I commented about how a recent re-connection with pinhole photography during the Pinhole workshop last weekend had helped to resolve a need for a new project that Vicky and I will be working on next year. I passed around an 8″x10″ film pinhole negative that had revived my interest and love of the darkroom. PHOTO: Victoria Cooper.
Edwin discussed his experiences with film photography whilst on tour to India with his friend Russell Shakespeare.
Gail showed some photographs from her early 1990s exhibition ‘Hollywood Stills’ that was shown at Imagery Gallery.
CHRIS BOWES FLOORTALK – 26 November – details to be confirmed
A FINE ART PRINTING WORKSHOP WILL TAKE PLACE ON – Postponed to 2017
A CYANOTYPE WORKSHOP – Details HERE
AND THE FRONT GALLERY WILL BE CONVERTED INTO A CAMERA OBSCURA on November 26 (to be confirmed)
All portrait photographs and gallery documentations unless credited otherwise ©2016 Doug Spowart
Adele Outteridge and Wim de Vos are like ‘family’ for many artists and creatives in Queensland, and I’m sure around Australia and beyond. Their Studio West End has provided a space for artists to access printing technologies, be supported by mentoring and teaching provided by Adele and Wim, and also connect through the social meeting place that the studio was.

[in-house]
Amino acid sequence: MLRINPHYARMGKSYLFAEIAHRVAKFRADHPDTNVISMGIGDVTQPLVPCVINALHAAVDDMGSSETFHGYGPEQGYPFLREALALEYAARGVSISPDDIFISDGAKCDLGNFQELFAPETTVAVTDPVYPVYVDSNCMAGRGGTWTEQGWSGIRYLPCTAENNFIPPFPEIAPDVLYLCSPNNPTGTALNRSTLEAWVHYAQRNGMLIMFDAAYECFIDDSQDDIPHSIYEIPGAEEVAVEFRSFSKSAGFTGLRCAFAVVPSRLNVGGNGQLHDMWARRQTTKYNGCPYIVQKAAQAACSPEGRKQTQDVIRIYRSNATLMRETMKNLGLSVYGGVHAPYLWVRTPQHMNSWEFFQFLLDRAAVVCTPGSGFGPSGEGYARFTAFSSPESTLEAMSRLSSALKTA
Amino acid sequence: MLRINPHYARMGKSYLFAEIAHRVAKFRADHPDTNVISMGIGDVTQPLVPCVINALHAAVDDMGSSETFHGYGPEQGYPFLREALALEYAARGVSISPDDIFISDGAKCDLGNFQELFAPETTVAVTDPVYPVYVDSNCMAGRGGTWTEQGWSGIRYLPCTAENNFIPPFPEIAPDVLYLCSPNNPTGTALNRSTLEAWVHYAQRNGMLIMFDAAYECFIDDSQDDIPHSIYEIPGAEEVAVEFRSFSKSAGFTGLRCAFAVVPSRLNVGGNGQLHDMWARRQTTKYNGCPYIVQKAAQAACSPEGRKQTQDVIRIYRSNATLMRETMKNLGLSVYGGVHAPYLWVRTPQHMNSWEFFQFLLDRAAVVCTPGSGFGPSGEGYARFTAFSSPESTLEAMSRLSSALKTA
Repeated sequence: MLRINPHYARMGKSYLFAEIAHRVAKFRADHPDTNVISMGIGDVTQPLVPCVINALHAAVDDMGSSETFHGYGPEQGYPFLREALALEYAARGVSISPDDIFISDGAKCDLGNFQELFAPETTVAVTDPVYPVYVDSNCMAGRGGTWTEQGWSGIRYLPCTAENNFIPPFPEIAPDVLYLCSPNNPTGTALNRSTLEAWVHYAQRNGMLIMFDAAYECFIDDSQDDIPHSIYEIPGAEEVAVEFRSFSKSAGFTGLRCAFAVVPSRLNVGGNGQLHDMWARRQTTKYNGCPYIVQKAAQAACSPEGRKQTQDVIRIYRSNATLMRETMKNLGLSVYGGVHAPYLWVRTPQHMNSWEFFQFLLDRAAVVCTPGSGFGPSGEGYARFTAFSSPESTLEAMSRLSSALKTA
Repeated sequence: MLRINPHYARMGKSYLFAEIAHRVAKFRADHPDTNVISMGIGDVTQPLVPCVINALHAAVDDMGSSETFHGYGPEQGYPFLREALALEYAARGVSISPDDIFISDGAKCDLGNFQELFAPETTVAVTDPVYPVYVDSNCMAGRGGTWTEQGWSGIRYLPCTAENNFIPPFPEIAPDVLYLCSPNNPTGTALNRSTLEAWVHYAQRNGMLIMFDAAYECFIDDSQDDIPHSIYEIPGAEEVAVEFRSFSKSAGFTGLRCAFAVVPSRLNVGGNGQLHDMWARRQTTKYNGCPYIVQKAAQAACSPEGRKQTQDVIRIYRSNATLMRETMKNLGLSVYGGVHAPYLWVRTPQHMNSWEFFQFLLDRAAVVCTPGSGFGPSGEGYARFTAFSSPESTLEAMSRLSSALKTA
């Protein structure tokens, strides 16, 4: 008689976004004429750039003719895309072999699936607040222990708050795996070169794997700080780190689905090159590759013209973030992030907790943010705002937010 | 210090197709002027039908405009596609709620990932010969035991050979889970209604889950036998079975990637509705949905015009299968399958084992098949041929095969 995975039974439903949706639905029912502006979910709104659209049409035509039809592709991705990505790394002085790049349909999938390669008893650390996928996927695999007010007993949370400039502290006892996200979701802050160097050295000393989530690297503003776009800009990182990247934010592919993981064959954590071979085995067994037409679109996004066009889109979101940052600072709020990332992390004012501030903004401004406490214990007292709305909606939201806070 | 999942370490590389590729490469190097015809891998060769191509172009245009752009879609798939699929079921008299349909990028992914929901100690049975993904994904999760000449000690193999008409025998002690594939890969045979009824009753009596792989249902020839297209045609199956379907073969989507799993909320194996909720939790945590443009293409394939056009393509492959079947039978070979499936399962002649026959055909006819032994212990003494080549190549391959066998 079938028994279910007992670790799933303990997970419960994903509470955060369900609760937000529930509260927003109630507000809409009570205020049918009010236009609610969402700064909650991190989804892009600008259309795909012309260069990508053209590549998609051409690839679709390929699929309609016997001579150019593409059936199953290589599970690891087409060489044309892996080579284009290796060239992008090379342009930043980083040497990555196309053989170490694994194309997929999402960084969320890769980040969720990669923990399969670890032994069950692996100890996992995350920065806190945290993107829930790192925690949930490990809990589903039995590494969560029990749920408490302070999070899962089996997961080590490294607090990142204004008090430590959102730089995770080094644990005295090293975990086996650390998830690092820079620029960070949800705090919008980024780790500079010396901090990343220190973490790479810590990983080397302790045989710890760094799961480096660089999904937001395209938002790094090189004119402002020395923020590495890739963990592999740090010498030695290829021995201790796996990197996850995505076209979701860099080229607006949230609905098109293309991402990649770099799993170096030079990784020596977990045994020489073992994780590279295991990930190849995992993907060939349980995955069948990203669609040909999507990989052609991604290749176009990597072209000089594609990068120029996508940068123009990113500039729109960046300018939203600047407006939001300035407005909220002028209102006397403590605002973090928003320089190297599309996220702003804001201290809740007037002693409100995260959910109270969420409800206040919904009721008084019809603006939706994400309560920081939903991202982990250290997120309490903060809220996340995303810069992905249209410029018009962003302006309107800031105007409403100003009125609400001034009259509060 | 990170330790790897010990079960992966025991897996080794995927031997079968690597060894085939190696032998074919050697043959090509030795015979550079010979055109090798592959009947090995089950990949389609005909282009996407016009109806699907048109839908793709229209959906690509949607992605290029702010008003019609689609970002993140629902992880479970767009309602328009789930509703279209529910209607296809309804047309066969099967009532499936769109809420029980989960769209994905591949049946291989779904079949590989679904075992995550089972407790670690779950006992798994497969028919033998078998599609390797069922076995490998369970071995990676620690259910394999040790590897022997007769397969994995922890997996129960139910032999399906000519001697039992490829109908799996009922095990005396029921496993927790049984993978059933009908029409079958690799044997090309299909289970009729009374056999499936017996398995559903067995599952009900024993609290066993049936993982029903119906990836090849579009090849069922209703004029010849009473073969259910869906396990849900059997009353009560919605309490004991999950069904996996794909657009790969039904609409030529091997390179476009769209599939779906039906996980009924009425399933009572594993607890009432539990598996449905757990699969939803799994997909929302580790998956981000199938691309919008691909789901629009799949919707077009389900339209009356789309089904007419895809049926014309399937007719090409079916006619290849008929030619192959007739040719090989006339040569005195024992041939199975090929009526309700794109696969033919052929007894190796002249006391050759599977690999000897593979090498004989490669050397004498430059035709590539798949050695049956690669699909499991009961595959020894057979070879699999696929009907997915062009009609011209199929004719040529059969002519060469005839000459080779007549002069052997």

Over the years both Vicky and I have connected with them in many different ways; as co-teachers in an art college, as collaborators on art projects, attending events that each other had organised, learning and sharing skills and, at times, just sitting around – as other do – talking about art and artists…
Adele and Wim have for many years operated their business Studio West End in the suburb of West End in Brisbane in an old soft drink and later and ice-cream factory. They made these places little palaces of art, inspiration and creativity. The workshop was often converted into an exhibition space and example of which would be the project launch of EX LIBRIS: WHO OWNS THIS BOOK
Vicky and I attended the last day party on the 23rd of April and I made some photographs of the state of the studio and its conversion into neat stacks of crates on pallets. What follows is a small selection of the ABSOE Studio West End wake…
On October 30 Adele and Wim re-opened STUDIO WEST END at a new location –
241F Station Rd, Yeerongpilly 4105. Come to Gate 4, YCP (Yeerongpilly Corporate Park)
A large opening party was held on Friday evening with the new consecration of the new studio being performed by artist and raconteur Janet de Boer OAM. Acquaintances and friends were invited to visit the studio over the weekend and we went along for lunch the next day. We wish them all the best for the Studio’s continued operation.
What follows is a documentation of the new space and its migration into a new space for art making, teaching and mentoring artists…
ALL photographs and text ©2016 Doug Spowart